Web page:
Author + information
- Received April 23, 2020
- Revision received May 1, 2020
- Accepted May 5, 2020
- Published online June 22, 2020.
- Inherited Arrhythmia and Cardiomyopathy Program, Arrhythmia Service, Division of Cardiology, Toronto General Hospital, University of Toronto, Toronto, Ontario, Canada
- Department of Physiology, University of Toronto, Toronto, Ontario, Canada
- ↵∗Address for correspondence:
Dr. Michael H. Gollob, Toronto General Hospital, 200 Elizabeth Street, Toronto, Ontario M5G 2C4, Canada.
A mere 6 months ago, our lives were relatively calm and routine. The thought of a novel, infectious, worldwide pandemic threatening the lives of hundreds of thousands of individuals seemed the storyline of a fictional Hollywood script. The rapid surge and toll of coronavirus disease-2019 (COVID-19) infection has been sobering, already claiming the lives of >330,000 people and projected to potentially reach a death toll of 1 million individuals globally.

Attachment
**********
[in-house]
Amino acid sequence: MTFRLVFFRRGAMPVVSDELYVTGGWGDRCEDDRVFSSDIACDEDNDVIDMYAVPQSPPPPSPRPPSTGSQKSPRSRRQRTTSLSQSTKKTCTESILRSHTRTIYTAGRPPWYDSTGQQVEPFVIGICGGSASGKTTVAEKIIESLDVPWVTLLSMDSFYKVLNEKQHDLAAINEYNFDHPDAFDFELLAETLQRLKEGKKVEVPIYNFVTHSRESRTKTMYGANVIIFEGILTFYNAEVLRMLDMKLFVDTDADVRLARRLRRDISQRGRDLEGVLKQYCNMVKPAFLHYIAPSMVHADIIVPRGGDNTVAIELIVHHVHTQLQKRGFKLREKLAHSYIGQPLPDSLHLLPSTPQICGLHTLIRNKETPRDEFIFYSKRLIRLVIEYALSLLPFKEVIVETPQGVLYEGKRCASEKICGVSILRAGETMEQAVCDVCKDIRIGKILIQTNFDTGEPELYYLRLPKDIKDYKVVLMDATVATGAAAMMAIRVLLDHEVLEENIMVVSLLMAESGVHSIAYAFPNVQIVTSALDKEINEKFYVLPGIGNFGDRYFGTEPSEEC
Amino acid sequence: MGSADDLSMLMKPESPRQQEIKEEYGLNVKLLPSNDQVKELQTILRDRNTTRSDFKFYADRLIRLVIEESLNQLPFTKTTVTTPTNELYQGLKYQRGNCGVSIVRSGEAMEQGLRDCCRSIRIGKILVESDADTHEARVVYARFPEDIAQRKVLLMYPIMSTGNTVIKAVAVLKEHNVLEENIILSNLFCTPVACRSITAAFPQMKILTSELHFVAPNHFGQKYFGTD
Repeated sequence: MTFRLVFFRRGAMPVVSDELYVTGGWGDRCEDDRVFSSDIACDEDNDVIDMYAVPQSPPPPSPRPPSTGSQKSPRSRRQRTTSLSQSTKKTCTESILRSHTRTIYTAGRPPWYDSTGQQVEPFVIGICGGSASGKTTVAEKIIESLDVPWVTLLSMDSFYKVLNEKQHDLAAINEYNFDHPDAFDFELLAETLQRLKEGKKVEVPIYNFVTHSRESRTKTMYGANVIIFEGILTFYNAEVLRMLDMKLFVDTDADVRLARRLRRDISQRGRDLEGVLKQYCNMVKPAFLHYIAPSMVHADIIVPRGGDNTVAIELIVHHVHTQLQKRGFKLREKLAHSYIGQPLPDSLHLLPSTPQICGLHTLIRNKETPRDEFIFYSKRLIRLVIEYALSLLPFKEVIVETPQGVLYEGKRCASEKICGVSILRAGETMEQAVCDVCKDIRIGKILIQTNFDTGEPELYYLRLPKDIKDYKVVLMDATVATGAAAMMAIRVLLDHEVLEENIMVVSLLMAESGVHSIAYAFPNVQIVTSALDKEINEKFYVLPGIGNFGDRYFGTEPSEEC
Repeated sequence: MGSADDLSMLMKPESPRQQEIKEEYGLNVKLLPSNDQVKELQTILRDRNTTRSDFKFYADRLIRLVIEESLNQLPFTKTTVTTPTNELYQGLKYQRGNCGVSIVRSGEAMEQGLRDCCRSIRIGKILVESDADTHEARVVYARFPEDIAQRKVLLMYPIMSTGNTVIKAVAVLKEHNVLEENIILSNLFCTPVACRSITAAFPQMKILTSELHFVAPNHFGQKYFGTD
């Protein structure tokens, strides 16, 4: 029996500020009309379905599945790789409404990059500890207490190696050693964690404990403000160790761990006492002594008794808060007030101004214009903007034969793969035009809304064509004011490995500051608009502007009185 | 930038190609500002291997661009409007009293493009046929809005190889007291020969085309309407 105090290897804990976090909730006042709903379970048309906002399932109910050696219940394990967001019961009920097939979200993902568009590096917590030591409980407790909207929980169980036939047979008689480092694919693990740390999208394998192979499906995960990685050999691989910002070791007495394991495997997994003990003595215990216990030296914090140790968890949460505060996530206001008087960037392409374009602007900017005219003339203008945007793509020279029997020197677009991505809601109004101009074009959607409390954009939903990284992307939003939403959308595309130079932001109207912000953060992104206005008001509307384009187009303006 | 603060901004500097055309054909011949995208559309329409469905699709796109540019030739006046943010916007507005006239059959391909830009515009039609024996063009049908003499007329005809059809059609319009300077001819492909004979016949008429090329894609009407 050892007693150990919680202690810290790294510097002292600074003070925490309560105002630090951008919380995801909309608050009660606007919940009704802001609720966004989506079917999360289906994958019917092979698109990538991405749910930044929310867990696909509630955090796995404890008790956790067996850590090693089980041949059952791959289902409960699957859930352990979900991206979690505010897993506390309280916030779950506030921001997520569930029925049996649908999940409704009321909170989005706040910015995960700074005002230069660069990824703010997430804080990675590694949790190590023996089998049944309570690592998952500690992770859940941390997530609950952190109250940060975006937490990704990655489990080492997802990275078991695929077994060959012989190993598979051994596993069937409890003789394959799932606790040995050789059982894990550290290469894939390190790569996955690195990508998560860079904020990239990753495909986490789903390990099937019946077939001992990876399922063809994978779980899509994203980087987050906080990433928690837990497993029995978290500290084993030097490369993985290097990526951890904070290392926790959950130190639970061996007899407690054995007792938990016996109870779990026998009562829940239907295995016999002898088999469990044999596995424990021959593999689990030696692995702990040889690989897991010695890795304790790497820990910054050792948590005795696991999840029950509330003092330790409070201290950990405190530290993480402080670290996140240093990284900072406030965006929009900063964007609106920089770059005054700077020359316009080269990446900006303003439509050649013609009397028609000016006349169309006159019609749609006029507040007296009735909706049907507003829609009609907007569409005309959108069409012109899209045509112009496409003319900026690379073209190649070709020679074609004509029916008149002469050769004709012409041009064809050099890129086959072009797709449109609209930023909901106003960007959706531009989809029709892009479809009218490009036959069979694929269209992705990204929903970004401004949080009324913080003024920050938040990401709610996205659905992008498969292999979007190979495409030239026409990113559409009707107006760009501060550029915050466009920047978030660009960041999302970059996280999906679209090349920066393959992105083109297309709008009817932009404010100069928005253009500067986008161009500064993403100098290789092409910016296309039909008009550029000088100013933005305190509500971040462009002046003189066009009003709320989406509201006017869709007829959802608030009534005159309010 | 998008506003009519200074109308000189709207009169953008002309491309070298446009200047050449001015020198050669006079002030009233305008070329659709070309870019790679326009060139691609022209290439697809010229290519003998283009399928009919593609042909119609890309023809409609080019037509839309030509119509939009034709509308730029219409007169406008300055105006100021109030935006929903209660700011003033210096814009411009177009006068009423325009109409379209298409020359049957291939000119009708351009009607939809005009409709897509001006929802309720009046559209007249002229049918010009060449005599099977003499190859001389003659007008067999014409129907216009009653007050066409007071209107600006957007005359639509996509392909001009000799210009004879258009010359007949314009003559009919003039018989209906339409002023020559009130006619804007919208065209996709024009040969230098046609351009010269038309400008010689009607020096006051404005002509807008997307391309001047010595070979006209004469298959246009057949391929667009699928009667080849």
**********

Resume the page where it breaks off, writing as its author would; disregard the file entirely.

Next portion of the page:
Compared with other viral pandemics of recent times, SARS (severe acute respiratory syndrome coronavirus) (2003; 800 deaths) and H1N1 (2009; 18,000 deaths), COVID-19 has provoked an unprecedented level of concern, appropriately leading to major government-mandated preventative measures. Consequently, the disruption to the general population has been extreme, with loss of employment, separation of family and friends, on top of the loss of loved ones. Anxiety levels are high, and the impact of COVID-19 has stirred a near urgent pressure on the scientific community to identify effective lifesaving therapies. To this end, the National Institutes of Health alone received a rapid stimulus of funds boosting the COVID-19–dedicated research budget to $1.8 billion. Together with the large available funding has been the call from a multitude of government and national research funding agencies globally for “urgent,” “rapid,” and “emergency” proposals to combat the COVID-19 crisis. This has been coupled with promises of facilitated institutional protocol reviews to assist in rapid implementation of research studies. Although the intentions of expediting research interventions are well-meaning, such an approach may limit the necessary scrutiny of proposed interventions to minimize risk to research subjects.